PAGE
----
The trouble, I think, is that Hosseini, despite all the violence in his novel, is too much in love with his main characters, too hell bent on making things come out right. He wants us to sympathise with all his characters (all except the one designated ‘villain’ who is as wooden a caricature as any I’ve ever had the misfortune to read) and as a result we end up sympathising with none of them. Hassan is supposed to be the devoted friend who suffers all in silence, but he comes across as a spineless doormat who deserves to be taken advantage of. Amir is supposed to be tortured and needy, but he comes across as weak and self-obsessed. Everyone in this novel is so busy playing his or her assigned role that they never end up being people in their own right, but remain puppets for Hosseini to tell his story with.
As for Hosseini’s prose – it’s adequate enough, but hardly rises to the levels of brilliance that would be needed to lift this book out if its mediocrity. A Rushdie could have taken a story this obvious and made it sing through sheer wordplay. Hosseini has nowhere near that kind of talent.
In the end, the reason the novel doesn’t work, I think, is because Hosseini’s feel-good storyline overwhelms the anguish he is trying to portray. The pain or suffering of his main characters never seems entirely believable, partly because you can see the redemption at the end coming a mile away, and partly because Hosseini is so busy explaining to you what his characters are feeling, that you never feel the need to imagine it for yourself. By contrast, the small vignettes of life in Afghanistan he offers seem more genuine, but this only deepens the triteness and artificiality of the novel, because you have the constant sense of real suffering, real trauma flitting around the periphery of the main plot.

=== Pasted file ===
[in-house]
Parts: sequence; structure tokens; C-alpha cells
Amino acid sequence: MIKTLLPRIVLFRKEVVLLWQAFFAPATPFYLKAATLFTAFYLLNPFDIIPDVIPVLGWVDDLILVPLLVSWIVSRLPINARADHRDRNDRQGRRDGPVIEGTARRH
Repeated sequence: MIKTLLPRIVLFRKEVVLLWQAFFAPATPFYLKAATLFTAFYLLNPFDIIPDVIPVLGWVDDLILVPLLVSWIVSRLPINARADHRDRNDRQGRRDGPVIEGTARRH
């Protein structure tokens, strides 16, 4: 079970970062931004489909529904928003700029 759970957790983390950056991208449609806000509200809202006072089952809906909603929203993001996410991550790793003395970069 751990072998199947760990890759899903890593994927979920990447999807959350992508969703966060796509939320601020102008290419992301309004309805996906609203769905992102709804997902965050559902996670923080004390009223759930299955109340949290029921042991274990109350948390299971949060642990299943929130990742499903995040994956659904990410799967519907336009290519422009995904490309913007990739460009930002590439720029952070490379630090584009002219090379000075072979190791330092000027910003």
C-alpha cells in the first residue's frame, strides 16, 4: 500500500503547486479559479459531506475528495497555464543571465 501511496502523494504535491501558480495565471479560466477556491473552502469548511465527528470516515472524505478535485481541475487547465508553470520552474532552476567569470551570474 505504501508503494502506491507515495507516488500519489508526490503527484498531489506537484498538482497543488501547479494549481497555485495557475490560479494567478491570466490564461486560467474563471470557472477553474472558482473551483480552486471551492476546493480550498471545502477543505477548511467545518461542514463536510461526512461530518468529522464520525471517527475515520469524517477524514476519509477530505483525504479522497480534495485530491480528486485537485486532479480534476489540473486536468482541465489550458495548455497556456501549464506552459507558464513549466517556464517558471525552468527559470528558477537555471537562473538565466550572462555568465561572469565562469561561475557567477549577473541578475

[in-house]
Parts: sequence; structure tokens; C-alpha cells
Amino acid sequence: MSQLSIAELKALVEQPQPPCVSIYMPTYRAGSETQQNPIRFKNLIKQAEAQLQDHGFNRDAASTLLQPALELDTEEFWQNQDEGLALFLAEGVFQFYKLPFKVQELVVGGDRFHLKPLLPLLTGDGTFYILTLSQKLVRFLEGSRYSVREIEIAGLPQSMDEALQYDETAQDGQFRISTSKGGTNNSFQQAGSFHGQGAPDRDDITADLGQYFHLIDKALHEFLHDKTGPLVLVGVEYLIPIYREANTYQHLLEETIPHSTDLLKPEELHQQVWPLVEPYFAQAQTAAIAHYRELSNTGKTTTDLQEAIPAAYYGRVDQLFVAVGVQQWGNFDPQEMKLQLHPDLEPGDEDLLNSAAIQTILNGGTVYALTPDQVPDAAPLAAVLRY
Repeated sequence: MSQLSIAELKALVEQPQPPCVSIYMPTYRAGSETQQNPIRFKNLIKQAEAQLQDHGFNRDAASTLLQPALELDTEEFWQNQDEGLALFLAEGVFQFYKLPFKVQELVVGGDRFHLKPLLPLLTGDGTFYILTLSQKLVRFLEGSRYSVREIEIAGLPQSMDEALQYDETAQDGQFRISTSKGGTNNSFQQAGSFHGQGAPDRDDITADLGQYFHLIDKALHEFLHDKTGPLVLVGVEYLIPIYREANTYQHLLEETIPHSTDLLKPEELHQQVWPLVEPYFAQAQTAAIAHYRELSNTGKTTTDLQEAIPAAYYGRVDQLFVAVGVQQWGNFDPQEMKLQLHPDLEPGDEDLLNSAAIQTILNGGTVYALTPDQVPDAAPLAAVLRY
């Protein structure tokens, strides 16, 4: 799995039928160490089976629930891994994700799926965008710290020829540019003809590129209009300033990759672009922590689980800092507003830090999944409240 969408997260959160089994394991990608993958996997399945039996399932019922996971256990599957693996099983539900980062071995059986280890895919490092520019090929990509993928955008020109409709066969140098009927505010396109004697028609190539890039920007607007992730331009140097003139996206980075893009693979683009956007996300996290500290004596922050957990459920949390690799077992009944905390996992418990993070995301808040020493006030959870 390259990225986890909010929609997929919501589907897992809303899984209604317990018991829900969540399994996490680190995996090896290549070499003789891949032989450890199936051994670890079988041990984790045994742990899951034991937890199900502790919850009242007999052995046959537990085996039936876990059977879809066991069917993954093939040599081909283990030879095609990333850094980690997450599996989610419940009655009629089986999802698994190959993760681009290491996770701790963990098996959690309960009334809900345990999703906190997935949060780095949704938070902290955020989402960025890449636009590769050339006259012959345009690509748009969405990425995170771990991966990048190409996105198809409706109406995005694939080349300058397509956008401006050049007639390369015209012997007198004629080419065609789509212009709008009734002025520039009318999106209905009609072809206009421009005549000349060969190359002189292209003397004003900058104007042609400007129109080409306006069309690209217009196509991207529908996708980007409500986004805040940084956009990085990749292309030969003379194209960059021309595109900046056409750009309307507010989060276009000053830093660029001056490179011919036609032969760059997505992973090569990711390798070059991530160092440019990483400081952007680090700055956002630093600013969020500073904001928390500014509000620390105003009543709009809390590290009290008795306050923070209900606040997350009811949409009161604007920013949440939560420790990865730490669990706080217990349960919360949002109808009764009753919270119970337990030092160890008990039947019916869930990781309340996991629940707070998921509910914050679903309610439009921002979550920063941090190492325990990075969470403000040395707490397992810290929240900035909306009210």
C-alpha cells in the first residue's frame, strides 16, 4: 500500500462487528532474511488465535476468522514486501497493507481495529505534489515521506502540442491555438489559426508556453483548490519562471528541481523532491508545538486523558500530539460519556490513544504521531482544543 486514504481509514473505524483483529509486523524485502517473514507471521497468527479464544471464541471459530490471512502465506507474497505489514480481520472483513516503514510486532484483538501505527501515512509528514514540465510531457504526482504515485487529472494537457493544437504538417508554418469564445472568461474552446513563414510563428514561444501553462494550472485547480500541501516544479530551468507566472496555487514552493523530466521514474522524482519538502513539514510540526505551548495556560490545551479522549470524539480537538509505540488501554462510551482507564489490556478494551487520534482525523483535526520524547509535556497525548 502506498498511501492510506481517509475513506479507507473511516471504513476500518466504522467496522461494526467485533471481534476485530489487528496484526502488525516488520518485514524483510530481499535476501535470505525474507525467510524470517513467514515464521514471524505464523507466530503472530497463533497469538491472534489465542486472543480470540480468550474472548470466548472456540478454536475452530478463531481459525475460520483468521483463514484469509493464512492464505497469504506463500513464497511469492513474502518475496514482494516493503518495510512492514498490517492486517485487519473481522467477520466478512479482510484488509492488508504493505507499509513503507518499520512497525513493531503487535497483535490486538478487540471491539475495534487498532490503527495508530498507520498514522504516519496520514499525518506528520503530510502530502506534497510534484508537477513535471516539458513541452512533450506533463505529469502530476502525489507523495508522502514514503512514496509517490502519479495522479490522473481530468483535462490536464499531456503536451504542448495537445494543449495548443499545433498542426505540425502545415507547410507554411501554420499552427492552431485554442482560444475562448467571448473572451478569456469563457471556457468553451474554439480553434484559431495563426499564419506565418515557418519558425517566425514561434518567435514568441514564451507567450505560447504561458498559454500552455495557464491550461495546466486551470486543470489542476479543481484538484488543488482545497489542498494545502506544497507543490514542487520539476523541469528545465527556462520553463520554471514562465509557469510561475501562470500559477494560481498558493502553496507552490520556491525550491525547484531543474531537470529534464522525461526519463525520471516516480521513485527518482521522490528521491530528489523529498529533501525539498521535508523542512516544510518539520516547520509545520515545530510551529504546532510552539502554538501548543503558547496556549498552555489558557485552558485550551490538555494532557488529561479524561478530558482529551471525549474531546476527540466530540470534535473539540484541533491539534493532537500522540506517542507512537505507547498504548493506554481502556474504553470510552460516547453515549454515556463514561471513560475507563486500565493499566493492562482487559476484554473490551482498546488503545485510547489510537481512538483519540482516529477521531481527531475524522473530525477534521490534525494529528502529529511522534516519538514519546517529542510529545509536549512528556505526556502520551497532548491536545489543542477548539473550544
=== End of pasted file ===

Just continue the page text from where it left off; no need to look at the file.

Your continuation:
All in all, then, The Kite Runner is an average read – patches of excellent writing muddied by page upon page of the most sickening sentimentality. Read it if you must, but if I were you, I’d save myself the trouble and just wait for the movie to come out.
 Amir, for example, having been cruelly beaten by his enemy, a senior Taliban official, and having maimed him in turn, manages to walk out of a building swarming with Taliban fighters, accompanied by the boy he is rescuing, and just drive away. One wonders why the Taliban fighters (who we are told would as soon shoot you as look at you) let him get away.